It ticks all of the boxes for what I look for in a throwback indie game. It has atmosphere, respect for its inspirations, and a style that instantly connects. Despite those ingredients grabbing my attention, however, the final product failed to build on my early interest, which eventually turned to frustration and even resentment.
Initially released on PC, Uncanny Valley’s port to Xbox One (and also PS4) feels like a cumbersome one. The controls don’t smoothly translate with the D-Pad being used for movement while the left stick guides menu interfaces; this creates a lot of unnecessary fiddling that is hard to get used to, especially as it’s different from the modern norm. Even hours into my playthrough, I still found myself cursing the system and wishing it was implemented differently.
Uncanny Valley’s early sense of mystery is what helps the player to look past its awkward transition. Playing as Tom, who is plagued by surreal and terrifying dreams, you start your new job as a security guard at an ominously empty facility in the middle of nowhere. You’re greeted from the train station by Buck, your comedically overweight colleague who lazes off at every opportunity, and given a quick tour before you’re thrust into the demands of your new position: patrolling the facility and making sure nothing is out of place.
As this is a survival horror game, things go awry, but not before you wade through long periods of nothingness. You wake up, put on your uniform, and make the walk to the facility for your shift. While there, Tom can talk to another colleague, Eve, who keeps the place clean, or collect tapes to discover more about the background of the facility. These tapes are interesting enough and do a good job of providing exposition, though it would have been better to listen to them at will rather than in one room of the facility, especially as each shift only lasts seven minutes.
Most of that seven minutes will be taken up by travelling from room to room as Tom may have been a sloth in a previous life; his stamina is woeful. It’s a constant source of frustration that he’s unable to run from one side of the screen to the other without having to catch his breath, made all the more irritating by his slow speed when walking. This is clearly by design so that the player appreciates more of their surroundings and is an effort to build tension, but it’s a trend within modern horror games that repels players more than it endears.
Once your shift is over, you can go home or take your chances on further exploration as Tom will pass out from fatigue and awake in his bed. No matter what, he is still haunted by monsters in his dreams, creating vivid scenes of horror that work wonderfully with the pixelated art style – it’s a shame that the rest of Uncanny Valley can’t match these scenes for originality or visual impact.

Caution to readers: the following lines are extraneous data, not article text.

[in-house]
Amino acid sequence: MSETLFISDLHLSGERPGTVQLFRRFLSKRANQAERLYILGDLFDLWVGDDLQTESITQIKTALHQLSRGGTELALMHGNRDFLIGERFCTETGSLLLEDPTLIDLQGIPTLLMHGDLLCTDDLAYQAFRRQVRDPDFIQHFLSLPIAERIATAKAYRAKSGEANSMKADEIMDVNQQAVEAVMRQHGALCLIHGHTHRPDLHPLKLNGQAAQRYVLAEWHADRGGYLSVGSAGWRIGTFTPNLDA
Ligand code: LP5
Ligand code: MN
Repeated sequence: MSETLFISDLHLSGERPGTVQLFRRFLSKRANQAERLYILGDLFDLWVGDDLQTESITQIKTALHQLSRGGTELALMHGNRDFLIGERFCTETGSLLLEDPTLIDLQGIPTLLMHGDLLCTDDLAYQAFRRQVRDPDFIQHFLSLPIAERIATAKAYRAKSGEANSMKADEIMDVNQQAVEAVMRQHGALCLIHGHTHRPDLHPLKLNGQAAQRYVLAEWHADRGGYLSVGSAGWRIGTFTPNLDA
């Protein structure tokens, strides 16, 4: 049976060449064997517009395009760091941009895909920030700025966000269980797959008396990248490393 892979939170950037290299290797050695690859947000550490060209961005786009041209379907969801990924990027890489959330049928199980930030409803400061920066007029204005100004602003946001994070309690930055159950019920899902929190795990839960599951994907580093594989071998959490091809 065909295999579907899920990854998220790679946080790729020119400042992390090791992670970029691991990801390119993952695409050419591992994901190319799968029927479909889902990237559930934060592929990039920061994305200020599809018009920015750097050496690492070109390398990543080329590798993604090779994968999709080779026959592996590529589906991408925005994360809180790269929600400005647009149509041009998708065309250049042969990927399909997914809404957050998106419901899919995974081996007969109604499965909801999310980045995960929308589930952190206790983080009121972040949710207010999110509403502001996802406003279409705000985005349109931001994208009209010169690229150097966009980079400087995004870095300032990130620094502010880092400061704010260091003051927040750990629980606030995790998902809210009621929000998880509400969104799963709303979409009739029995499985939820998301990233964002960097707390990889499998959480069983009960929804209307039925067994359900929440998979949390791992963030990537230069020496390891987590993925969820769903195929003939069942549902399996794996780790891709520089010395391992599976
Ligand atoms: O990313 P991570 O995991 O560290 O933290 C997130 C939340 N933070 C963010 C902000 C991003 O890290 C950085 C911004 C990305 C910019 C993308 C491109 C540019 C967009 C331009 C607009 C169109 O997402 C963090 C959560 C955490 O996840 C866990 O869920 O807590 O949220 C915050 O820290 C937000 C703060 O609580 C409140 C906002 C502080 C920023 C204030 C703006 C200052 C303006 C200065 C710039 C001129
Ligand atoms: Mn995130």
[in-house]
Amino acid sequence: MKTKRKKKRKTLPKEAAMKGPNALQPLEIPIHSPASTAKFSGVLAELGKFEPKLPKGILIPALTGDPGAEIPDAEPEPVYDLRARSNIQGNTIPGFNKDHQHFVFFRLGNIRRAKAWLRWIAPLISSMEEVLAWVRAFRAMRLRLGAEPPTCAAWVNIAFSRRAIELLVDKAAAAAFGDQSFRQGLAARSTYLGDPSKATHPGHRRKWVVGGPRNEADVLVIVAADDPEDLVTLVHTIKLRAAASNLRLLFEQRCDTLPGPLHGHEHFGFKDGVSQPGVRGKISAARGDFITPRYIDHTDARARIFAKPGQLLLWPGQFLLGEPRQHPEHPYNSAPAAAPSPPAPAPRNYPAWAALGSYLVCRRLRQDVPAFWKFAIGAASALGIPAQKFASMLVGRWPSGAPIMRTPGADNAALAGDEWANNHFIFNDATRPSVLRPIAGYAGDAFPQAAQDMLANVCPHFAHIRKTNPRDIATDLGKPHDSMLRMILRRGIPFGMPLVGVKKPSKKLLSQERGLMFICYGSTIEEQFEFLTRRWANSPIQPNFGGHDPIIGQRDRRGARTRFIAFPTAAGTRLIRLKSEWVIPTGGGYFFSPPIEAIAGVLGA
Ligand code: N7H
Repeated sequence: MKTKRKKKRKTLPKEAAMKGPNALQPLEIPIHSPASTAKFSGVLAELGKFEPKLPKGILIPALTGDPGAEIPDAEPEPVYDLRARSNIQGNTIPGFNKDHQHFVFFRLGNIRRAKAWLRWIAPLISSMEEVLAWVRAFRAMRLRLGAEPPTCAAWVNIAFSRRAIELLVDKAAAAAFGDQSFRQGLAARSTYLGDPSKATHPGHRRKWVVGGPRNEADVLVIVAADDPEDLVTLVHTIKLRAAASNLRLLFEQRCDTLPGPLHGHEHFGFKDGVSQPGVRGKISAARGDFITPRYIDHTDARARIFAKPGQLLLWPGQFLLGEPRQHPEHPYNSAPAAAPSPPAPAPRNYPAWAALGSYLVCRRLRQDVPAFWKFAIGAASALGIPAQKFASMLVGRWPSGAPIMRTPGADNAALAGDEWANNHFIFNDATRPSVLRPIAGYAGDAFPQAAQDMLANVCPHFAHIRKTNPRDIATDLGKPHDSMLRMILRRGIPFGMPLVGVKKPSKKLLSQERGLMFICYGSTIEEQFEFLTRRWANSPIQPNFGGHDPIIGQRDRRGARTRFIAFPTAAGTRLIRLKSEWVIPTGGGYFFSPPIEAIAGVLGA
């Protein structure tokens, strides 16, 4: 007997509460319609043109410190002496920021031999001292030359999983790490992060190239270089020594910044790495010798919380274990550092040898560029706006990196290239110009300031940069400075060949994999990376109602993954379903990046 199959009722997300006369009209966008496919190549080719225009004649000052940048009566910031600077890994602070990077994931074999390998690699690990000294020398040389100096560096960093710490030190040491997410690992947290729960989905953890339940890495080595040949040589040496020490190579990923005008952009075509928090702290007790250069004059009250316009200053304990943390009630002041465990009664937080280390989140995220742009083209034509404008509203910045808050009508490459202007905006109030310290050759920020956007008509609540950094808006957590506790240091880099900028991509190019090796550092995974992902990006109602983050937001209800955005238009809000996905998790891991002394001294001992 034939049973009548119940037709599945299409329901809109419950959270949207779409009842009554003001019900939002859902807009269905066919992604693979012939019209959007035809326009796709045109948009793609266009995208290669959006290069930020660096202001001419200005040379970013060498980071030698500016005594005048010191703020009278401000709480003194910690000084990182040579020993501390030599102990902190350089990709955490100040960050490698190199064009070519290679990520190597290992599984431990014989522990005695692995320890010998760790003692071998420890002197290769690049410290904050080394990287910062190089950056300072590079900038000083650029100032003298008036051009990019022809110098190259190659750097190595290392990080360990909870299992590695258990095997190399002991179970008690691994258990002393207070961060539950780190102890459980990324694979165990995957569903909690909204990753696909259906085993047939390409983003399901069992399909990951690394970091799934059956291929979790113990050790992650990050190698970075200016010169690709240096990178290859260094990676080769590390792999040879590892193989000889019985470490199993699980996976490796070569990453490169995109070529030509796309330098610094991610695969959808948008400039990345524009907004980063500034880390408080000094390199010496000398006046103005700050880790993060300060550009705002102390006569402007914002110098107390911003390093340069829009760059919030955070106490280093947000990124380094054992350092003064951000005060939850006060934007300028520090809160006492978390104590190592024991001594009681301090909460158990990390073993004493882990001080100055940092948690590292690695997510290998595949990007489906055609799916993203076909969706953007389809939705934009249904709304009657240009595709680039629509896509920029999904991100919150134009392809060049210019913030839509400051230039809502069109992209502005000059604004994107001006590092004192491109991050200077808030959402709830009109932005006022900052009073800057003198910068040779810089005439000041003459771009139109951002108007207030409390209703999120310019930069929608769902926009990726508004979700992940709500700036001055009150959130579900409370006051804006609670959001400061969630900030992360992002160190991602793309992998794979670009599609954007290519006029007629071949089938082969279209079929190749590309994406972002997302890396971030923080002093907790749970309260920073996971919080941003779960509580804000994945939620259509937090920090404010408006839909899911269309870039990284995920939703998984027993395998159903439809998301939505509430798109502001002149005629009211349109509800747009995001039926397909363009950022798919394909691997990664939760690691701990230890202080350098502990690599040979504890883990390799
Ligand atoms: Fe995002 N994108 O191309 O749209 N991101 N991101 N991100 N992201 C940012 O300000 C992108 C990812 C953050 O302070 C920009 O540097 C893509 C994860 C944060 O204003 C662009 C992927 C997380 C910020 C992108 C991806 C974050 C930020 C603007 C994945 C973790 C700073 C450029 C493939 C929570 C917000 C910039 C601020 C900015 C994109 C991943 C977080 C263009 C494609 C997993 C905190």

The monotony of working shifts is eventually broken up, thrusting you into a more action-orientated game instead. This is where one of Uncanny Valley’s more interesting mechanics shines through: the consequences of your earlier actions. For instance, depending on how you play, you may be left with a broken arm, which will impact how you stave off attackers at a later point. When you combine these handicaps with the onslaught of horrors, the game becomes a twitchy and heart-thumping delight, though the rest of what’s on offer hinders your enjoyment, particularly the unfurling of the narrative.
The snail’s pace of Uncanny Valley’s early stages isn’t conducive to multiple playthroughs, something that developers Cowardly Creations insist you experience. To get the whole story, you will need to play the game plenty of times and sit through the same sluggish opening sequences over and over, rather than picking the action up during your first shift. Considering how easy it is to “beat” the game thanks to the endings that are regularly triggered when you aren’t expecting them, what sounds like it could have been a novel idea ends up being a brick wall that the player needs to constantly drive through.
Thanks to its patchy transition to console and a mystery that’s more trouble than it’s worth to properly uncover, Uncanny Valley is a hard game to recommend. What the developers were striving for is obvious and it’s commendable that a small studio would even try it to begin with, but the actual execution of their ideas will likely leave you frustrated.
Copy provided by publisher
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An interesting premise and superb art style doesn't do enough to distract from Uncanny Valley's many missteps.
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